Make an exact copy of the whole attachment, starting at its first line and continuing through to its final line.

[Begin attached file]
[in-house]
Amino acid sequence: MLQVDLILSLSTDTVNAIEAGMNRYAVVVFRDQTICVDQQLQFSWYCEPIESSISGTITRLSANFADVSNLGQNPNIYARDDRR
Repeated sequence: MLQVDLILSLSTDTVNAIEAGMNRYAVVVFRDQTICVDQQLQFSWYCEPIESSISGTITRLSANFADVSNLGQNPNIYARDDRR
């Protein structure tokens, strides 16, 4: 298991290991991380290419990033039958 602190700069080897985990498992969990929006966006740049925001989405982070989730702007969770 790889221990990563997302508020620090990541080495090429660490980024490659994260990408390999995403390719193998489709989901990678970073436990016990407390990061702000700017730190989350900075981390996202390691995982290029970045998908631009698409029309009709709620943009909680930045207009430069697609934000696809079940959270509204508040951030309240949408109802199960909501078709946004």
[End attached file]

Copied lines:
[in-house]
Amino acid sequence: MLQVDLILSLSTDTVNAIEAGMNRYAVVVFRDQTICVDQQLQFSWYCEPIESSISGTITRLSANFADVSNLGQNPNIYARDDRR
Repeated sequence: MLQVDLILSLSTDTVNAIEAGMNRYAVVVFRDQTICVDQQLQFSWYCEPIESSISGTITRLSANFADVSNLGQNPNIYARDDRR
């Protein structure tokens, strides 16, 4: 298991290991991380290419990033039958 602190700069080897985990498992969990929006966006740049925001989405982070989730702007969770 790889221990990563997302508020620090990541080495090429660490980024490659994260990408390999995403390719193998489709989901990678970073436990016990407390990061702000700017730190989350900075981390996202390691995982290029970045998908631009698409029309009709709620943009909680930045207009430069697609934000696809079940959270509204508040951030309240949408109802199960909501078709946004």